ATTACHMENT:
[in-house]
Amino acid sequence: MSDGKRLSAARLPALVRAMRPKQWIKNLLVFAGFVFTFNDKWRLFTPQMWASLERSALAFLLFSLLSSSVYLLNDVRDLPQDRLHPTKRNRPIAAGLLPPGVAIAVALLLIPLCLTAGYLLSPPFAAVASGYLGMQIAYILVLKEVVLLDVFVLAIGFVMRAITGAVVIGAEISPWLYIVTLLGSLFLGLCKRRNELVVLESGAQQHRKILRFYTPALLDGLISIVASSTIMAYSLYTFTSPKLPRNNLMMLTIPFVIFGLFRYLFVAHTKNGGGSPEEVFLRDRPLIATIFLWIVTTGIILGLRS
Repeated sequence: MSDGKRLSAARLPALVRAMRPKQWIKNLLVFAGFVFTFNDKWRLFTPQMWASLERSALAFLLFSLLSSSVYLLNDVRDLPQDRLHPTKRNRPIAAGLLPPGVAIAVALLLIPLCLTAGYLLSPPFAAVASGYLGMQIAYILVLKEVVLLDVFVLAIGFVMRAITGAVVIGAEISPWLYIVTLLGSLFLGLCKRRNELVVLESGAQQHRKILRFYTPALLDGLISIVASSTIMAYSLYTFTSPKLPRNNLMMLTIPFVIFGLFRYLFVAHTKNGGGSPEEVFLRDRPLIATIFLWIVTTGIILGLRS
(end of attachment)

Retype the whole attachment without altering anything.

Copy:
[in-house]
Amino acid sequence: MSDGKRLSAARLPALVRAMRPKQWIKNLLVFAGFVFTFNDKWRLFTPQMWASLERSALAFLLFSLLSSSVYLLNDVRDLPQDRLHPTKRNRPIAAGLLPPGVAIAVALLLIPLCLTAGYLLSPPFAAVASGYLGMQIAYILVLKEVVLLDVFVLAIGFVMRAITGAVVIGAEISPWLYIVTLLGSLFLGLCKRRNELVVLESGAQQHRKILRFYTPALLDGLISIVASSTIMAYSLYTFTSPKLPRNNLMMLTIPFVIFGLFRYLFVAHTKNGGGSPEEVFLRDRPLIATIFLWIVTTGIILGLRS
Repeated sequence: MSDGKRLSAARLPALVRAMRPKQWIKNLLVFAGFVFTFNDKWRLFTPQMWASLERSALAFLLFSLLSSSVYLLNDVRDLPQDRLHPTKRNRPIAAGLLPPGVAIAVALLLIPLCLTAGYLLSPPFAAVASGYLGMQIAYILVLKEVVLLDVFVLAIGFVMRAITGAVVIGAEISPWLYIVTLLGSLFLGLCKRRNELVVLESGAQQHRKILRFYTPALLDGLISIVASSTIMAYSLYTFTSPKLPRNNLMMLTIPFVIFGLFRYLFVAHTKNGGGSPEEVFLRDRPLIATIFLWIVTTGIILGLRS